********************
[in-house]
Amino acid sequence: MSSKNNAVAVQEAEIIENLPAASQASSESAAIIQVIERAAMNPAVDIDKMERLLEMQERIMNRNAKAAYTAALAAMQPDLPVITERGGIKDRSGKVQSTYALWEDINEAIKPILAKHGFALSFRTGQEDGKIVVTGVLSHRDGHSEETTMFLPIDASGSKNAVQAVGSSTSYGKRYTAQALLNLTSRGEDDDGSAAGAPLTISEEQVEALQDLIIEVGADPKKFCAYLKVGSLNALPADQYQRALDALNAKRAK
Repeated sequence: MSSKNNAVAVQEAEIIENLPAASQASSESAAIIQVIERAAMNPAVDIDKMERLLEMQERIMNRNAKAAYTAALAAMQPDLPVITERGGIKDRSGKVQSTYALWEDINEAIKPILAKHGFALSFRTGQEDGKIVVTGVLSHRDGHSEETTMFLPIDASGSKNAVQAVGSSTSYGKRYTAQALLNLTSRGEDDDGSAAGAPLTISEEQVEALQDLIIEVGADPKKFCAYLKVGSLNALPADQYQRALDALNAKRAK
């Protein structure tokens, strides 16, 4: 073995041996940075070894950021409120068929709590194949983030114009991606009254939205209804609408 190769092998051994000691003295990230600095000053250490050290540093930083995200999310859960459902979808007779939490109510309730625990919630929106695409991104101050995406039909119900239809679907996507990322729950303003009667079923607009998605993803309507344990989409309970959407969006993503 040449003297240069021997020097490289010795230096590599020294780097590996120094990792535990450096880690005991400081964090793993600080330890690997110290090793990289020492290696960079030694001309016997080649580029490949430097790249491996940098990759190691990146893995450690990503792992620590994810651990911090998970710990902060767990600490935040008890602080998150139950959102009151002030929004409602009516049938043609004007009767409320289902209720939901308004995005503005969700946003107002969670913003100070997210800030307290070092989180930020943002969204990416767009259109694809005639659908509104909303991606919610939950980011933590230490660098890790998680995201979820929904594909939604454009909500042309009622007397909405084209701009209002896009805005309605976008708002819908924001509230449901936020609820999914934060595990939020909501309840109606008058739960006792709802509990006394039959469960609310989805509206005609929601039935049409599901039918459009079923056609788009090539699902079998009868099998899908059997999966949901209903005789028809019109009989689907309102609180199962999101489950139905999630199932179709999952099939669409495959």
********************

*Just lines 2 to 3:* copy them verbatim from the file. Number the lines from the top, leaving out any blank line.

Amino acid sequence: MSSKNNAVAVQEAEIIENLPAASQASSESAAIIQVIERAAMNPAVDIDKMERLLEMQERIMNRNAKAAYTAALAAMQPDLPVITERGGIKDRSGKVQSTYALWEDINEAIKPILAKHGFALSFRTGQEDGKIVVTGVLSHRDGHSEETTMFLPIDASGSKNAVQAVGSSTSYGKRYTAQALLNLTSRGEDDDGSAAGAPLTISEEQVEALQDLIIEVGADPKKFCAYLKVGSLNALPADQYQRALDALNAKRAK
Repeated sequence: MSSKNNAVAVQEAEIIENLPAASQASSESAAIIQVIERAAMNPAVDIDKMERLLEMQERIMNRNAKAAYTAALAAMQPDLPVITERGGIKDRSGKVQSTYALWEDINEAIKPILAKHGFALSFRTGQEDGKIVVTGVLSHRDGHSEETTMFLPIDASGSKNAVQAVGSSTSYGKRYTAQALLNLTSRGEDDDGSAAGAPLTISEEQVEALQDLIIEVGADPKKFCAYLKVGSLNALPADQYQRALDALNAKRAK